If there were a “Godfather” of the restaurant scene in Sydney’s original Little Italy, it would be Bill & Toni’s. Open for more than 40 years on Stanley Street, the restaurant’s humble menu hasn’t changed since first opening in 1965. All the crowd-pleasers are there, including a spaghetti bolognaise nonna couldn’t fault, and its locally famous schnitzel and cheese. Giant meatballs, lamb shanks and osso bucco are also popular, hearty choices. If the carafes of complementary orange cordial don’t suffice, the option of BYO is available with no charge for corkage. “We believe eating dinner here needs to be affordable for everyone. Let the customer have the choice,” explains general manager Claude Tropea.

The interior has barely changed since day one. Aside from a good clean-up, a fresh lick of paint and a couple of new kitchens, Bill & Toni’s still has its 1970s charm firmly intact. Seats are scattered on the pavement out front, usually occupied by Italian gentlemen sipping espresso. Tables on the balcony upstairs are still coveted seats, while the original pinball machines downstairs are relics of decades gone by.

Originally from Sicily, Bill Chiappini learned to make a mean cup of coffee in Kings Cross. After his boss lost his cafe in a poker game, Chiappini – then unemployed – decided to open his own coffee shop in 1965, which he named San Siro Coffee Lounge. As the Baby Boomer generation hit the scene in the ’70s, lifestyles changed and eating out on became more common. To keep up, Chiappini opened a restaurant above his coffee lounge. He sought help from Toni de Santis and Adolfo Fasciani. Both were originally from Rome and were working in the kitchen of a nearby restaurant. They began serving inexpensive, traditional, and above all, from-the-heart, cuisine upstairs. Their new venture was instantly popular. “Both Bill and Toni have unfortunately passed away, but their legacies remain. Bill was a gentleman. He was charming, suave and very elegant – typically very Italian,” explains Tropea. “Toni was a people’s person – always welcoming and passionate about ensuring that customers were happy.”

Today, Robert Domabyl, a long-standing customer, owns the restaurant after taking it on in 2013 with the help of Tropea, who also started out as a customer. As new restaurants and cafes continue to pop up around the 1960s venue, the question is, why do people still choose Bill & Toni’s?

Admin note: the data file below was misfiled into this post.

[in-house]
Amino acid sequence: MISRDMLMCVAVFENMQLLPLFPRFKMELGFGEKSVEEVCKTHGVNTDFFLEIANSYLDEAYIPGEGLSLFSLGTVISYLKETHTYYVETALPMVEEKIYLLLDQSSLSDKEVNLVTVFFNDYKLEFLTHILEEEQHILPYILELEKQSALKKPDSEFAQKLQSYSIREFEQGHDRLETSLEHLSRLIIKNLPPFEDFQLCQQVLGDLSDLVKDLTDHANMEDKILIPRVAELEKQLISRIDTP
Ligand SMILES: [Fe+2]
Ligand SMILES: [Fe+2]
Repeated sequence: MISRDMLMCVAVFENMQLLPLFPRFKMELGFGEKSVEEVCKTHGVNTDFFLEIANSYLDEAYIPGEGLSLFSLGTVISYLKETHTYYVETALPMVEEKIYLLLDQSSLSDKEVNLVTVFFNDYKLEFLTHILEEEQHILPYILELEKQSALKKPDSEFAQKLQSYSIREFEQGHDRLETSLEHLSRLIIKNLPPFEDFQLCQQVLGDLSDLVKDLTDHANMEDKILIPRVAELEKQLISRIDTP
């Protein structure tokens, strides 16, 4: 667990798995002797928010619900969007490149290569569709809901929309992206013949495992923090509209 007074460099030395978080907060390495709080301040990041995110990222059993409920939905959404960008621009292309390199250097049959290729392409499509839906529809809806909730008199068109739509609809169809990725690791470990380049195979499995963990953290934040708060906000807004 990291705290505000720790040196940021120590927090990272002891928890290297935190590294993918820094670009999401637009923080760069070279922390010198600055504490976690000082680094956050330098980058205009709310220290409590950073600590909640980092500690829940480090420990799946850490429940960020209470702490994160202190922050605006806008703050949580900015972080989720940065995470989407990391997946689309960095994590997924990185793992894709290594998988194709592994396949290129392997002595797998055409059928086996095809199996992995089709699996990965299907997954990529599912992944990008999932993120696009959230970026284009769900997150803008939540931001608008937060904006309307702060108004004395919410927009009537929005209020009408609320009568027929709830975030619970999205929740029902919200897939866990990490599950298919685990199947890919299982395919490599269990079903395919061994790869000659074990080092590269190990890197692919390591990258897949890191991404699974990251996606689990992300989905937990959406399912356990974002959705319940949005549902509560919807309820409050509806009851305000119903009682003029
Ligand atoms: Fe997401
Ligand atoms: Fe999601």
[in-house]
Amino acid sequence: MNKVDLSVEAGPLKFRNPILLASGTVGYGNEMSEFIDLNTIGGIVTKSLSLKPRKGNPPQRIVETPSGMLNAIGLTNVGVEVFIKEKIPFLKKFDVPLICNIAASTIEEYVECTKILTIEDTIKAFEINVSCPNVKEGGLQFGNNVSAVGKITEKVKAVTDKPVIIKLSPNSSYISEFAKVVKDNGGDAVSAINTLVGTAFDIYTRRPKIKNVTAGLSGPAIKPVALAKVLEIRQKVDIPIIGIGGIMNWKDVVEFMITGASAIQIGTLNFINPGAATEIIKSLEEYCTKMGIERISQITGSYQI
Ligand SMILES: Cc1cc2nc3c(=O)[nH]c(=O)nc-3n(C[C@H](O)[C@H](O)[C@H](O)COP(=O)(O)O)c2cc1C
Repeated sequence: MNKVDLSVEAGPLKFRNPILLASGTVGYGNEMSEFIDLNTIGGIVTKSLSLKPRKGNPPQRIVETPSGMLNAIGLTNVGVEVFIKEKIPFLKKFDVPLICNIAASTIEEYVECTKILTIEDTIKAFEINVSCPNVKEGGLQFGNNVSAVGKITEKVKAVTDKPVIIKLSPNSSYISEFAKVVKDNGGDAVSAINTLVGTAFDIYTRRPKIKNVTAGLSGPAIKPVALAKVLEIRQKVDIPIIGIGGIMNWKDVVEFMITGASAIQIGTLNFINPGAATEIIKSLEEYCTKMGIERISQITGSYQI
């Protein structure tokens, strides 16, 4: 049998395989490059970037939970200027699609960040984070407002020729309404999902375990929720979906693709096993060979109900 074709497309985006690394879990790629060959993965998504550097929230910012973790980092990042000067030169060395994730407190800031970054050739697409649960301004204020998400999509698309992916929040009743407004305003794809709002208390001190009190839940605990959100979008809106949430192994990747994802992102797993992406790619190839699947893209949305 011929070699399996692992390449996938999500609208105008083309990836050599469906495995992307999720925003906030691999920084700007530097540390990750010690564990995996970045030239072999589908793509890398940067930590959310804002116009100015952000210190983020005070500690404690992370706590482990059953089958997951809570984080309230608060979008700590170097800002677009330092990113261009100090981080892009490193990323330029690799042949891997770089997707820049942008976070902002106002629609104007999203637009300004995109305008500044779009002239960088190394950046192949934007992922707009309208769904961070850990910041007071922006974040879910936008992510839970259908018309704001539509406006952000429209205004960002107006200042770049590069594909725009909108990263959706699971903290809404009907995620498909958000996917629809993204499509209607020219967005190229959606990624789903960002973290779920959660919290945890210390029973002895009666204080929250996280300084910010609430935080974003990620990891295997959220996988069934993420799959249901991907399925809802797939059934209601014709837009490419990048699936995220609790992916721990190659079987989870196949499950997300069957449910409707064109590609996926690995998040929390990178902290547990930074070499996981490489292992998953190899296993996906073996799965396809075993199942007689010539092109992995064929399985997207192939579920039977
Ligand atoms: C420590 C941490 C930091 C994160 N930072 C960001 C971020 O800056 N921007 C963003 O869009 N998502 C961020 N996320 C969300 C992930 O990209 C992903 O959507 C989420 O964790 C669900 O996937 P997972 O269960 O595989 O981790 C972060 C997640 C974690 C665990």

Husband and wife Brian and June Hicks have frequented the restaurant for 23 years. “What keeps us coming back is the coffee (always hot and strong) and the variety of food choices – what you pay for is what you get in terms of quality and economy,” says Brian. And for a couple who have most likely tried everything on the menu, they can never go past the vegetarian focaccia, a passionfruit muffin and of course, a couple of lattes.

Paul Bailey is another regular who's been going to Bill & Toni’s for 34 years and insists it’s the warm atmosphere that makes it his local. “Bill & Toni’s isn’t just about the food … it’s about how the staff [the core of which are long-term] make you feel when you’re there … it has a real community feel about it and it’s as though I’m eating among friends,” he says.

Kevin Connor is an Archibald Prize winner who won in 1975 for The Hon Sir Frank Kitto and in 1977 for Robert Klippel. When he’s not painting, Connor often finds himself sitting around a table with friends in the relaxed restaurant, and has done so for the past 20 years. “My fondest memory at Bill & Toni’s is sitting on a winter’s morning around a table with my Australian-Italian friends and others from all corners of the earth, drinking good coffee, shooting the breeze and putting the world into shape,” he says.

There’s no doubt Sydney has changed since 1965, but there’s one humble Italian place on Stanley Street that’s stood the test of time by staying true to its roots.

Bill & Toni’s
74 Stanley Street
Darlinghurst
(02) 9360 4702

Opening Hours
12pm–2pm
6pm–10.30pm

billandtonis.com

Sydney Classics is a series in which we tell the stories of some of Sydney's most well-known (and under-the-radar) institutions. These places have stood the test of time and without a doubt make this city what it is at its heart.